Oneonta Mayor: Bars Beware Or Be Closed

Reprinted From This Week’s
Hometown Oneonta, Freeman’s Journal

Question: Can Students Safely Return?

Mayor Herzig:

Bars Beware

Or Be Closed

Hayley Dower, manager, Red Jug Pub, is already a social distancing VIP, setting up the “velvet rope” to limit the number of customers in her bar. (Ian Austin/AllOTSEGO.com)

By LIBBY CUDMORE • Special to www.AllOTSEGO.com

ONEONTA – Mayor Gary Herzig has a message if returning Hartwick College and SUNY Oneonta students go out on the town – follow the rules, or the fun stops.

“We will enforce the state regulations,” said Mayor Gary Herzig. “If you’re not at a table, you need to have your mask on. You can’t be elbow-to-elbow at the bar. We will send the police, code enforcement or the state Liquor Authority in to respond to complaints.”

As the colleges announced reopening plans for this fall, Herzig plans to meet with the two college presidents, Hartwick’s Margaret Drugovich and SUNY Oneonta’s Barbara Jean Morris, to lay out the city’s new approach.

A first complaint against a bar, Herzig said, will result in what he called an “educational visit,” reminding them of social distancing and occupancy protocols. The second or third violation could result in a fine, or a revocation of a bar’s liquor license.

“We will not hesitate to revoke a license when an establishment is not following the rules,” he said. “Shutdowns are not where we want to go, but we need to protect all of our safety.”

Already, Morris said, students are modeling responsible behaviors. “About half of our students remained in off-campus housing after we shut down in March,” she said. “We saw no outbreaks or hot spots, which felt good. It means our students are behaving responsibly in the community.”

Returning students will have to sign an “Affirmation of Responsibility,” which mandates a daily self-screening symptom check-in, face masks in all public spaces on campus and social distancing. Failure to adhere to the signed pledge, she said, can result in judicial process.

Similarly, at Hartwick, Drugovich created “Our Social Compact: A Healthy Hartwick College,” which all students will have to sign to return to campus.

However, Morris said, bars and other nightlife in the city would be tasked with enforcing their own regulations.  But some bars, including the Red Jug Pub, are having fun with the new regulations.

“We’ve got the velvet rope and stickers 6 feet apart on the sidewalk,” said Hayley Dower, manager. “We can only have 50-percent capacity, so that’s 45 people at a time.”

That bar will require groups to stay together and to wear their masks until they’re seated. “If you come with your friends, you have to stay with your friends,” she said.

And though they’re notorious for their funky T-shirt designs, they plan on expanding their offerings. “We’ll be selling masks,” she said. “We’ve got some cool designs.”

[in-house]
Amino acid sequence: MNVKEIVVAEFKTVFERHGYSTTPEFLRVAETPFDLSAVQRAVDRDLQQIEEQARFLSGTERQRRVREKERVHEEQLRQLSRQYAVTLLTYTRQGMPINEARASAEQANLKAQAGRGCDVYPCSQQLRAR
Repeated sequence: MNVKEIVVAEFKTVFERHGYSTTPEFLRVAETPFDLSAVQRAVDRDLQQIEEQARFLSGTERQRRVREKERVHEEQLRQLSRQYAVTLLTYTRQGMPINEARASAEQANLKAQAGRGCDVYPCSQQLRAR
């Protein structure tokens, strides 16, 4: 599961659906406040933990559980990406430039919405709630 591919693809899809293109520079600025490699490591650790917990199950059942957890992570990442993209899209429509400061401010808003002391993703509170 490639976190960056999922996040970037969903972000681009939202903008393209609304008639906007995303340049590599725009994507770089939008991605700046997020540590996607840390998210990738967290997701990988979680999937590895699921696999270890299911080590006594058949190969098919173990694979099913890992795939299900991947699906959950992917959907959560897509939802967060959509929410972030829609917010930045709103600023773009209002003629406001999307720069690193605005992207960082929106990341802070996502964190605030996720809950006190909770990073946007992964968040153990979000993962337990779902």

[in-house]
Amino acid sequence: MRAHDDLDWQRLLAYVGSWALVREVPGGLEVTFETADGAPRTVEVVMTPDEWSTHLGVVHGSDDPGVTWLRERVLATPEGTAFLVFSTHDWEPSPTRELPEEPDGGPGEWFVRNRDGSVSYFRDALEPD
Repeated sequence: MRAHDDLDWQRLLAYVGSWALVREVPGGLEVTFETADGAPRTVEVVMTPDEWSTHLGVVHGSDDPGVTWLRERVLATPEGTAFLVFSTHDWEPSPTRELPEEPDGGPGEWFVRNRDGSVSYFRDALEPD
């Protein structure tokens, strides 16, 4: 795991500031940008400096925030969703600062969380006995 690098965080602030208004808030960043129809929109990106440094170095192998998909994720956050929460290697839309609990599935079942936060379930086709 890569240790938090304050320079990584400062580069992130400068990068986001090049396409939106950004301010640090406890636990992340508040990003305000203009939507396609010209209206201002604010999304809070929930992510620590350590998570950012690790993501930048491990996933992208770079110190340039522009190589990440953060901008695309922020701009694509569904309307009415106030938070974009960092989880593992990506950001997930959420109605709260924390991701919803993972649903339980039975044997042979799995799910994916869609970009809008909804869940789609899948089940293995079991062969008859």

House parties, however, are a different matter. “The colleges are reducing the dorm density, but what happens when you have a party of 50 or more young people in a small space?” said Herzig.

Concerned citizens are encouraged to contact the Oneonta Police Department if they believe that a bar, restaurant or city dwelling is failing to adhere to the guidelines.

Hartwick’s pledge also asks students to remain on campus as much as possible for the semester, but reminds them that “Students who leave campus are subject to all local, county and state guidelines for social distancing, face coverings and other health guidelines.”

But the colleges and the downtown are not the only ones who need to step up. “It’s a community effort,” he said. “If students come downtown and see that we’re not respecting the precautions, then we cannot expect them to respect them either.”

“Everyone wants to get back to normal,” said Herzig. “But we have to remain really cautious.”


One thought on “Oneonta Mayor: Bars Beware Or Be Closed

  1. M Russo

    I want my kids back at school safely, but there is no way to do it. Kids will be kids. Young people have defied all of the rules to this point, 150,000 Americans are dead, kids saw this on the news every night. They will party and they will not be stopped. What if there is an outbreak. Elmhurst Hospital in Queens, a major NYC Trauma Center was brought to its knees with people dying in the halls and bodies stacked in freezer trailers because morgues were full. What will a small town hospital do if thousands start getting sick. Opening these schools is not fair to our kids, because that’s what they are, kids, they think they cannot be hurt by this; we as parents and administrators need to make smart decisions for them at this stage of their lives. It’s so unfair to the faculty and staff, these kids are the super-spreaders, older people will get sick and likely die. And what about your town? I understand about money and the economy, but people will die. These kids will find a place to party, elbow to elbow, in crowed and poorly ventilated rooms. The Governor is worried about bars in NYC, what’s happening there will be nothing compared to what will happen when thousands of kids crowd in these small towns. I pray that the words of Dr. Rick Bright do not become reality. “The Darkest Winter in Modern History. Respectfully, MR

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